All the published de novo transcriptome assemblers are optimized for building references for comparing gene expression levels, identifying splice variants, and determining gene fusion events [2, 4, 5]. For phylogenomic purposes, however, only one representative transcript for each gene is required. Splice variants are not only unutilized but also complicate the detection of true paralogs for phylogenomic matrix construction. One method for picking the highest covered transcript from a locus from Oases assemblies includes choosing the isoform with the highest geometric mean read coverage across nodes . By using geometric mean, regions of very low expression that may be associated with assembly error were penalized. Another way of selecting isoforms, as suggested by the Trinity documentation , is by mapping sequencing reads back to the assembled transcripts, and either picking the isoform with the highest coverage, or removing the isoform with the lowest coverage in a subcomponent. However, strategies for picking the dominant and correct transcript have not been extensively explored.
Here, we examine the extent of problems with chimeras as well as redundancy in de novo transcriptome assembly with the goal of optimizing transcript choice for phylogenomic analyses. The castor bean (Ricinus communis, Euphorbiaceae) provides a unique opportunity for addressing these problems because it allows for direct comparison of a Sanger sequencing-derived draft genome sequence  with a typical de novo assembly of 90 bp paired end RNA-seq data, recently generated as part of the 1KP project . Here we compare assemblies from Oases, Trinity, Trans-ABySS and SOAPdenovo-Trans to the genome-derived gene annotations of R. communis, to evaluate assembly strategies and post-assembly filters that best reduce redundancy while simultaneously maximizing total gene coverage and minimizing assembly chimeras.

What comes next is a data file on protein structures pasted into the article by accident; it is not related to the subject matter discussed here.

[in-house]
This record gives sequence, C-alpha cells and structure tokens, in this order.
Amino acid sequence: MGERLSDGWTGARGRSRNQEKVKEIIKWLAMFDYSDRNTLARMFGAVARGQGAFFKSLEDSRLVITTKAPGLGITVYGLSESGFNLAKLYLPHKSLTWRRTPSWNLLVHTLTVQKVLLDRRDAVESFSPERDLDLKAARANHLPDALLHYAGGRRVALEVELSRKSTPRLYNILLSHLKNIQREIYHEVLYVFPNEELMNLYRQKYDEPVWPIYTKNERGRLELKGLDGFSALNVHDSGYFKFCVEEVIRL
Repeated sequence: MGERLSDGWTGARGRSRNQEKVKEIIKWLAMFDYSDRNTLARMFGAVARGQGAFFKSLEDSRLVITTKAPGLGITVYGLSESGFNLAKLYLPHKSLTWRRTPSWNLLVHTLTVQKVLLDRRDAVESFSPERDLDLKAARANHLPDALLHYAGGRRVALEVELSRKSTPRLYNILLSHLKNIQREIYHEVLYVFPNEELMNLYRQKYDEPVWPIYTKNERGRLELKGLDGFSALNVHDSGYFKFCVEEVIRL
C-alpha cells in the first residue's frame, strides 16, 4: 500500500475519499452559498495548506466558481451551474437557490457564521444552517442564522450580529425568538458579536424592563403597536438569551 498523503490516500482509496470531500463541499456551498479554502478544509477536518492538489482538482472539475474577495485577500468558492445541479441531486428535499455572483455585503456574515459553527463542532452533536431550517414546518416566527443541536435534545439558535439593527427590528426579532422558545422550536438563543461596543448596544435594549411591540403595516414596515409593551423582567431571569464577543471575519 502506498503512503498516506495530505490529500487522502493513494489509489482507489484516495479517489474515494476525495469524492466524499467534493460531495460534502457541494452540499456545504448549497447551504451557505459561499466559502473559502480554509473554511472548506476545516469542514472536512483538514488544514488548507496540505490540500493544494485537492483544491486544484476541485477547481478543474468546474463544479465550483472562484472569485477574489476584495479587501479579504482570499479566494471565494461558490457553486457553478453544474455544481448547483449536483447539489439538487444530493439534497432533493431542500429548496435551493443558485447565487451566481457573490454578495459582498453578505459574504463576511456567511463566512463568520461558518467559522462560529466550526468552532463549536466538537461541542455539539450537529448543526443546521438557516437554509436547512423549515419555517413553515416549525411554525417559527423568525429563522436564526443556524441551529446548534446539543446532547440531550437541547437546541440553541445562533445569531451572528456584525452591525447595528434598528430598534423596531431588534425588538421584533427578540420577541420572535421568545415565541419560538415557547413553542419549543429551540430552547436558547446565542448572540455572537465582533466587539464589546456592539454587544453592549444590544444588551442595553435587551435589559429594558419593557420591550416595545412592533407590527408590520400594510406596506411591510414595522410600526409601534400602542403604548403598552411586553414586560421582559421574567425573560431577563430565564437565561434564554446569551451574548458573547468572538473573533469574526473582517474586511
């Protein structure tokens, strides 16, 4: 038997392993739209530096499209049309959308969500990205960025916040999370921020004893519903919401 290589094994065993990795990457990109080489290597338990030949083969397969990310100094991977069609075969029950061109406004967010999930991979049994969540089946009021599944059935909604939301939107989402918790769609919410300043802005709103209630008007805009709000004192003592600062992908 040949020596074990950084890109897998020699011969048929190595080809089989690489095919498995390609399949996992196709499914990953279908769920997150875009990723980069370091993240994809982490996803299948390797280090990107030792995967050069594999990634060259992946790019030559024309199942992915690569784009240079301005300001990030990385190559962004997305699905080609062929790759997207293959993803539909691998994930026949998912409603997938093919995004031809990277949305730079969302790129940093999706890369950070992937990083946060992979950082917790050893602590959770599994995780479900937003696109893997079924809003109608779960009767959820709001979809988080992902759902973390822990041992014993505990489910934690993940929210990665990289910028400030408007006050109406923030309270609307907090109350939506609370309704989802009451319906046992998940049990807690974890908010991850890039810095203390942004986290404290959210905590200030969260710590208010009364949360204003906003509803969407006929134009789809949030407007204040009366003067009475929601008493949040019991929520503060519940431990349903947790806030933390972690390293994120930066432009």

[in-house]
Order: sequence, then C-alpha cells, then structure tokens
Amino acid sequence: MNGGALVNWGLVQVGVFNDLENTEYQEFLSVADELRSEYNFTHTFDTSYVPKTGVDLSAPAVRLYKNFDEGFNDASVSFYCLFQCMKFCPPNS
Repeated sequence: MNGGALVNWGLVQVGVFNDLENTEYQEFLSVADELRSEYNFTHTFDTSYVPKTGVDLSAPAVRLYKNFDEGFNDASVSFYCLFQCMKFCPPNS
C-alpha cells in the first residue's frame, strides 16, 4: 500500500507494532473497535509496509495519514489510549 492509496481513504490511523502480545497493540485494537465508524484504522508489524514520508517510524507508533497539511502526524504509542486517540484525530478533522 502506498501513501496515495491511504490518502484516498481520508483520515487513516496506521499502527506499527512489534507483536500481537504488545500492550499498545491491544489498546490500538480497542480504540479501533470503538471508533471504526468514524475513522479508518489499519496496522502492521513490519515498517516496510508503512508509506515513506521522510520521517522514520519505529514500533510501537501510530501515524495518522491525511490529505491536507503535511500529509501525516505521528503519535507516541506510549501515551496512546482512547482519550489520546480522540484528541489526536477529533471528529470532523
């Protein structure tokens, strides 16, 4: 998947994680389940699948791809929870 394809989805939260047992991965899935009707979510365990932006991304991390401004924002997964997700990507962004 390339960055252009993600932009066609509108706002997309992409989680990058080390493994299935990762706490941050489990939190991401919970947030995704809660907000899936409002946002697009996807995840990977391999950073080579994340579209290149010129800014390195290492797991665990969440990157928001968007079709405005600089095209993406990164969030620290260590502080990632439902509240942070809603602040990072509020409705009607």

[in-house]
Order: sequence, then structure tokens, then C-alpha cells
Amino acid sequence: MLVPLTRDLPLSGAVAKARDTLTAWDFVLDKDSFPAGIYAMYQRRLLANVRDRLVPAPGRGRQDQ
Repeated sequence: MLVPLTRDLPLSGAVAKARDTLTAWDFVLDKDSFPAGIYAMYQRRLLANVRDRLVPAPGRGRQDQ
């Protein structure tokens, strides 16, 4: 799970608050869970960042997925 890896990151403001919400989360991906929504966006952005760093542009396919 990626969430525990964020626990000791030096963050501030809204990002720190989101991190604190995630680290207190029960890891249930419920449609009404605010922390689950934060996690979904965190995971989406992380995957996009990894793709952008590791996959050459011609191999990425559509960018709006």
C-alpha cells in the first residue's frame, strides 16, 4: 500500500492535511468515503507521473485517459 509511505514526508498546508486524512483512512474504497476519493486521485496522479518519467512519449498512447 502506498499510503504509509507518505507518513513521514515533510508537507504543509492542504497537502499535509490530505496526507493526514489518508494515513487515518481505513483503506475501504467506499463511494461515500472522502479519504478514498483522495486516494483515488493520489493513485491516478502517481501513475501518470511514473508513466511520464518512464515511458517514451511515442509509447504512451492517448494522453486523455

Short-read RNA-seq results were obtained from the 1KP project database. Sampling and voucher information is available from the 1KP website (sample id: PAZJ) . Procedures of RNA extraction, quality control, and library construction are detailed in Johnson et al. . In summary, RNA was obtained from mixed sample of leaves and flower buds. Sequencing was carried out on the Illumina HiSeq2000 platform, with paired end 90 bp reads and insert size of around 200 bp.
Non-redundant transcripts from genome annotation of R. communis were downloaded from Phytozome v. 9.0 . R. communis chloroplast [GenBank:JF937588] and mitochondrial [GenBank:HQ874649] genome sequences were downloaded from the GenBank, and together they constitute the organellar genome sequences.
Sequence cleanup and de novoassembly